“Interesting, though elementary” [HOUN]
Sherlock Holmes is iconic, well-known to nearly the entire world thanks to his easily recognizable Inverness cape, deerstalker hat, meerschaum pipe, and his pithy "Elementary, my dear Watson."
Of course, you know that none of those are associated with him in the original 56 short stories and four novels by Sir Arthur Conan Doyle.
"Elementary, my dear Watson" never appears in print in Doyle's original works. We have this exchange from "The Crooked Man":
“Excellent!” I cried.“Elementary,” said he.
And six other uses of "elementary." Along with scores of "my dear Watson." But nothing that links them together—at least not in the original tales.
But when we find ourselves immersed in the wonderful world of P.G. Wodehouse — specifically the Psmith stories. In the 1915 novel Psmith, Journalist, we find this passage:“I fancy,” said Psmith, “that this is one of those moments when it is necessary for me to unlimber my Sherlock Holmes system. As thus. If the rent collector had been there, it is certain, I think, that Comrade Spaghetti, or whatever you said his name was, wouldn’t have been. That is to say, if the rent collector had called and found no money waiting for him, surely Comrade Spaghetti would have been out in the cold night instead of under his own roof-tree. Do you follow me, Comrade Maloney?”“That’s right,” said Billy Windsor. “Of course.”“Elementary, my dear Watson, elementary,” murmured Psmith.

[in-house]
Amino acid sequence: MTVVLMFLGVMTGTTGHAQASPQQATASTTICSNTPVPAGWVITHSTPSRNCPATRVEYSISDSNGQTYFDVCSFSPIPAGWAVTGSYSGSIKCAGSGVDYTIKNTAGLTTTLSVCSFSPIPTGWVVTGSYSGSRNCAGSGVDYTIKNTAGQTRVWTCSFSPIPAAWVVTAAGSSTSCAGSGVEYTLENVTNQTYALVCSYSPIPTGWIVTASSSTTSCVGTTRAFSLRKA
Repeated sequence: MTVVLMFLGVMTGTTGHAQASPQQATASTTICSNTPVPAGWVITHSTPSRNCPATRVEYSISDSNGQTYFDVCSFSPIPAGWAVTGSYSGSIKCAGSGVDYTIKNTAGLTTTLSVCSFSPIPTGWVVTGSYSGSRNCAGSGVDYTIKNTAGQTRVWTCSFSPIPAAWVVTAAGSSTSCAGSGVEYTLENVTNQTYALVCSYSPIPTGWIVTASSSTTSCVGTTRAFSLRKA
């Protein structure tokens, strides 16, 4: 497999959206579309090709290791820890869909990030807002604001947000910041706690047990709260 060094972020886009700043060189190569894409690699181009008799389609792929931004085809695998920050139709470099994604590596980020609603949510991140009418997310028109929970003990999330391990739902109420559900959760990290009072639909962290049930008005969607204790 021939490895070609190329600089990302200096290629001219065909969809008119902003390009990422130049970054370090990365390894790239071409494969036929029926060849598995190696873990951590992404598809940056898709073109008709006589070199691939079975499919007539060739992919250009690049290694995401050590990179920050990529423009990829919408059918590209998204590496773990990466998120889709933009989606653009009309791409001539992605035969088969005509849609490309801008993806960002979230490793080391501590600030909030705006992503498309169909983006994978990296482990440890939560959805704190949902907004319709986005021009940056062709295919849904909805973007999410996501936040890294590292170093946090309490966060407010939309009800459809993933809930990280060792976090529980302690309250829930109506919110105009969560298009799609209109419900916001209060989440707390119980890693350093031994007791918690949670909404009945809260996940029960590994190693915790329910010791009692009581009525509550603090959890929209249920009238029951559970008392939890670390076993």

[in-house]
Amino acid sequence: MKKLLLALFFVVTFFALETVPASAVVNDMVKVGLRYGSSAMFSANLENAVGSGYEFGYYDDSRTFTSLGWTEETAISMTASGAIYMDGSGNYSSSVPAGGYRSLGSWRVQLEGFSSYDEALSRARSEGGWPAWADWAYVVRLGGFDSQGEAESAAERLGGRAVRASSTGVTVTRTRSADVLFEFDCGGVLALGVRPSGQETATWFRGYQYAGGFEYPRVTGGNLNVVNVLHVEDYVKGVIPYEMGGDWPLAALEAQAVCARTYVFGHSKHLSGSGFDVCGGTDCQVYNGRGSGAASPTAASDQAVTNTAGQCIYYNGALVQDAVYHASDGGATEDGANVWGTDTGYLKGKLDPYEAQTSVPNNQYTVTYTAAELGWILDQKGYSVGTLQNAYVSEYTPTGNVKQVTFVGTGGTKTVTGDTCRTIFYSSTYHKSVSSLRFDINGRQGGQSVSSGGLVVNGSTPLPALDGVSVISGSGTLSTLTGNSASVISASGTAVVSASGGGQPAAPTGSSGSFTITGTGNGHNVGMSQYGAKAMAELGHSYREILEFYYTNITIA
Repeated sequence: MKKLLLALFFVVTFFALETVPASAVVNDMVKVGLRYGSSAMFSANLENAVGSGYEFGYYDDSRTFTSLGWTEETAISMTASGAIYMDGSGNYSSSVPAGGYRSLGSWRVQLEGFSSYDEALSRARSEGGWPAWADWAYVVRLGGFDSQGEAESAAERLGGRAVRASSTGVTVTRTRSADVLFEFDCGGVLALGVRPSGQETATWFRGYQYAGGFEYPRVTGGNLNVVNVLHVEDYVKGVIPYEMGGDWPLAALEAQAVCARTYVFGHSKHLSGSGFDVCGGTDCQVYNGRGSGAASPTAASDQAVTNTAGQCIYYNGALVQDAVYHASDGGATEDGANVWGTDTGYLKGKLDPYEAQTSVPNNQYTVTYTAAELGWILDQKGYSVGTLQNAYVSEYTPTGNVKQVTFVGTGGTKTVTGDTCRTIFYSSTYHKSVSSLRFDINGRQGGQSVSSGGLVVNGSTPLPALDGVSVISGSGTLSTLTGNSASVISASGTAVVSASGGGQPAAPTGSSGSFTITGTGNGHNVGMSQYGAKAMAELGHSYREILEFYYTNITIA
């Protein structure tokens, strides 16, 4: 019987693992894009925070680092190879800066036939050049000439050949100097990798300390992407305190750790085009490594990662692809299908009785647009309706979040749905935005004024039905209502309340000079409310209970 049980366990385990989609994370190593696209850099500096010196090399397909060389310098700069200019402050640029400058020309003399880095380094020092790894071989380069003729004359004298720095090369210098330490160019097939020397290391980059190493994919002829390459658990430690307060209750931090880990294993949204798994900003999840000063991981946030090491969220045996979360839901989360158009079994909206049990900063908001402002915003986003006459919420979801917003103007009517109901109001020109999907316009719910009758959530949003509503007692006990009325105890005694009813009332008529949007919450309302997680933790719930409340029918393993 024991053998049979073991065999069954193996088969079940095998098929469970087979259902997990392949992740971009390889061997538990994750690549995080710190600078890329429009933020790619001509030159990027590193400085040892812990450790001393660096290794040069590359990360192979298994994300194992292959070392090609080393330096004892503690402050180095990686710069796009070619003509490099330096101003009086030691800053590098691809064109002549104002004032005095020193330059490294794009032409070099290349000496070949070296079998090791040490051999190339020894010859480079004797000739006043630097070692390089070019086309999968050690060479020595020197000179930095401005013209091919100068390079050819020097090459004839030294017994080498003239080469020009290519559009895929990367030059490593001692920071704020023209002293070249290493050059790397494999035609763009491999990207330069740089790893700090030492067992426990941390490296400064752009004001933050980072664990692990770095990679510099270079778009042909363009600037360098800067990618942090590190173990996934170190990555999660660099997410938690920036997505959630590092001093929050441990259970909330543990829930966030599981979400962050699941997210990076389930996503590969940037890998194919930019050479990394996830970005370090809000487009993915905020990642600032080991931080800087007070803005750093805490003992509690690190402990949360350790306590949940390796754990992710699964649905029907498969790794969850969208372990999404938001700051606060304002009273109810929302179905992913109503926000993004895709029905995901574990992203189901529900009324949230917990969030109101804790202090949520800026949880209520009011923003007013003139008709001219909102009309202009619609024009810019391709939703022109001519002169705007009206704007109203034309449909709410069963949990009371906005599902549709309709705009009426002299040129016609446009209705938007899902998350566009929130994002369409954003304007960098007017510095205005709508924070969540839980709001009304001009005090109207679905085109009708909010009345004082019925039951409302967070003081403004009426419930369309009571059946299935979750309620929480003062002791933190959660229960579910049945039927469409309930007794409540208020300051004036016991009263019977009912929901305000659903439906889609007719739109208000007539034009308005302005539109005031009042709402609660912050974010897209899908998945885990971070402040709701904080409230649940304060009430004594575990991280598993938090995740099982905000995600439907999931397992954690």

Amazing to think that P.G. Wodehouse coined the most enduring phrase for a character he didn't invent.
If you'd like to hear more about Wodehouse and Sherlock Holmes, Episode 143 of I Hear of Sherlock Everywhere features an interview with Curtis Armstrong, Elliott Milstein, and Ashley Polasek:
Over at Baker Street Elementary, it's a race to see who gets to choose a turn of phrase for the ages...
Baker Street Elementary follows the original adventures of Sherlock Holmes and John Watson, as they and their friends work through the issues of elementary school in Victorian London. An archive of all previous episodes can be viewed at www.bakerstreetelementary.org.